In his speech to the party faithful on Saturday last, First Minister Peter Robinson talked about Unionism living in ‘peace time’. This phrase got me thinking for I felt that it was very relevant but needs explained further.
Unionism has the habit of continually placing itself in a war-torn society; which is fair comment after thirty-years of violence during which police men were killed, soldiers murdered and civilians butchered at the hands of the enemies of the state. However this is thankfully no longer the case. We have moved on and live in relative peace. Psychologically and politically this environment created a safe haven for Unionism to hide whilst the bullets flew and bombs went off, which not only created destruction to buildings and infrastructure but to society itself.
At present this attitude is changing and has changed. Unionism has overwhelmingly backed Stormont and devolution as the way forward. Things may not be perfect, but we do not live in a perfect world. During the years of direct rule Unionism had easy choices to make politically, mirroring a protest movement to the naked eye. This offered Unionism a safe foundation to base itself. It did of course come naturally as this was the territory in which it was born in the late 1880s.
In Government now, Unionism, as overwhelmingly represented by the DUP, has tough and real choices to make with regards to domestic policy as seen in education, health, and the economy to name but a few. The generation born during the troubles are emerging looking houses, jobs and a safe and secure environment in which to raise a family. This is the cycle of life; the basis upon which man and woman operate.
Northern Ireland really does have a chance to move forward. There is a mood out there for delivering positive change and for making Northern Ireland work moving away from the thirty-years of bloodshed.
People are concerned about their jobs, the economy, how much their paying when they go to the counter in a supermarket or at the petrol pump. This change has come about by itself in many ways as the guns have generally gone silent.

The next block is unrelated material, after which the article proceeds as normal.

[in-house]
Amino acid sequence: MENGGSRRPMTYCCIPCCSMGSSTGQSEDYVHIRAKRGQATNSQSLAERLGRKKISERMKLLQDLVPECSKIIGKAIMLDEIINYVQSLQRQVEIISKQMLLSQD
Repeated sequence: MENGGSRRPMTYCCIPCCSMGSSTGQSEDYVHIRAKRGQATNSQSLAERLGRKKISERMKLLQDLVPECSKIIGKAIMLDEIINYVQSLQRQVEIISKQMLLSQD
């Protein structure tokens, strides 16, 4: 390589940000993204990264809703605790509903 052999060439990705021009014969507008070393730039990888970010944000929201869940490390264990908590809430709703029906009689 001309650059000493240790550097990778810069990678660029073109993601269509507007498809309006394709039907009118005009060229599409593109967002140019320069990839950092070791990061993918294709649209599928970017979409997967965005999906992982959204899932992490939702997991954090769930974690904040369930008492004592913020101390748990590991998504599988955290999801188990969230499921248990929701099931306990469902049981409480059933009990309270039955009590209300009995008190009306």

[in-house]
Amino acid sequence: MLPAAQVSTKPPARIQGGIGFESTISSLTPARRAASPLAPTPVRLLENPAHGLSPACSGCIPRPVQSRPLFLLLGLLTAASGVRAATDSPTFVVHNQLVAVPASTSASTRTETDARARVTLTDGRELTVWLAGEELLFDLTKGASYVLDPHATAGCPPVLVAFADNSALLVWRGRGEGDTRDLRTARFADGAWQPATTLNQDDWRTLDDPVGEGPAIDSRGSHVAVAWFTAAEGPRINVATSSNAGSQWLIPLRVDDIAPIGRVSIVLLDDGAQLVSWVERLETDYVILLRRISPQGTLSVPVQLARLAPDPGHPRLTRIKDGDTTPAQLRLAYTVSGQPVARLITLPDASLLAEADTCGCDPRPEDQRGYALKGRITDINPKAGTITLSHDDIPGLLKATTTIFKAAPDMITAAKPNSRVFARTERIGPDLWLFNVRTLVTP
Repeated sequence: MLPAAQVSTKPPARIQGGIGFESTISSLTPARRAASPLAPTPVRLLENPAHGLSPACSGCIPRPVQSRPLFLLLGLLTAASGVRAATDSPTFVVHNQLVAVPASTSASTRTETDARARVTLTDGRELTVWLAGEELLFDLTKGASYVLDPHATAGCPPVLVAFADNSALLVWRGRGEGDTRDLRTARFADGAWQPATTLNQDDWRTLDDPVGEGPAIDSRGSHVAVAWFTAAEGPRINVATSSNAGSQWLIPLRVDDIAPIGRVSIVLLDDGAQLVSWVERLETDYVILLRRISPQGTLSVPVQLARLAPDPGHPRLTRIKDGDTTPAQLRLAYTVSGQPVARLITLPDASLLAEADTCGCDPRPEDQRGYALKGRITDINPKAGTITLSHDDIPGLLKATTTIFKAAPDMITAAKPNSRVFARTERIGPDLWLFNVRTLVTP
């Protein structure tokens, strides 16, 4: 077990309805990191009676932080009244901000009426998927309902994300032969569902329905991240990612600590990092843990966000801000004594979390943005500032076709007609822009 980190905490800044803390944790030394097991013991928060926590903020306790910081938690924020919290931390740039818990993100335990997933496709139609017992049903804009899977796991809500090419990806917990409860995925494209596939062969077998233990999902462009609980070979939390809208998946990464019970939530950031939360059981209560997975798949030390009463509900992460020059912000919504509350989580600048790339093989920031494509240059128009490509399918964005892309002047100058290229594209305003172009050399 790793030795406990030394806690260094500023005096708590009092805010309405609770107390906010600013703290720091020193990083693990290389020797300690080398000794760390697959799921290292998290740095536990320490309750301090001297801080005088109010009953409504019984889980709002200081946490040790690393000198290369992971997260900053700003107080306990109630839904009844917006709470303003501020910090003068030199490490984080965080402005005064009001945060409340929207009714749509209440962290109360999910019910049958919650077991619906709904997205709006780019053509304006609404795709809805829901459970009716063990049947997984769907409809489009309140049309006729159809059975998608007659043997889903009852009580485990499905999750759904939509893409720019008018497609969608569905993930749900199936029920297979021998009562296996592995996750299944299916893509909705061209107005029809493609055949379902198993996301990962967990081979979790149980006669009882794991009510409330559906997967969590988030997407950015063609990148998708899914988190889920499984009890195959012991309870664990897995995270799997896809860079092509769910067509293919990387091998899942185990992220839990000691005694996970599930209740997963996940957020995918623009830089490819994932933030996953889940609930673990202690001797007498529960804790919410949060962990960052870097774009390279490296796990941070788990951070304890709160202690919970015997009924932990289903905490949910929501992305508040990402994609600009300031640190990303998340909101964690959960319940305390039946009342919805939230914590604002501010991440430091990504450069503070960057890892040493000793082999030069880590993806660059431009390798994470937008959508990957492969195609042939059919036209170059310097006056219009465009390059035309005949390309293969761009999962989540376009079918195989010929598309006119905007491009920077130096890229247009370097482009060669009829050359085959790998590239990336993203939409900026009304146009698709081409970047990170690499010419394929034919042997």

The mood for violence is no more. September 11th has changed that mood significantly. The ‘Irish’ problem is sorted as far as the bank rolling, closet Irish-American Republicans’ see it as demonstrated by their dampened interest in politics here. Their shift is now moved towards the Middle-East and the fight between Christianity and Islam.
Unionism can prosper and survive by making the state of Northern Ireland work. This can be Unionisms’ legacy as we approach the centenary of the birth of our Province.
Unionism, the way I look at it, is picking up where it left off in 1969; before violence, fear, anxiety and mayhem took charge. The state of Northern Ireland in the 1960s was in bad shape as the post-war economy changed. The lucrative ship building contracts had all but dried up. Protestants, many of whom were working people, no longer had a guaranteed place in the job market. The service sector prospered as the world got smaller with the advancement of communication technology and the commercial aircraft. At the centre of this was a rise in the Catholic professional classes who made good use of the 1948 Education Act. Their rise and the decline of the prospects of Protestants created a vacuum where the fears of a Catholic/Nationalist take over took root amongst grassroots Unionists. Government and the authorities had little or no chance of steadying the ship and instead we ran blazing into a war-torn society which lasted for thirty odd years for which cost us dearly in lives never mind investment.
The future is bright and the future is positive. The choice is there and it would be stupid if Unionism didn’t take it. Unionism has no reason to stay under ground, locked in the bomb shelters waiting for doomsday. We are in peace time and we have the chance to now prosper. This is Unionisms’ opportunity. The future is what we make it.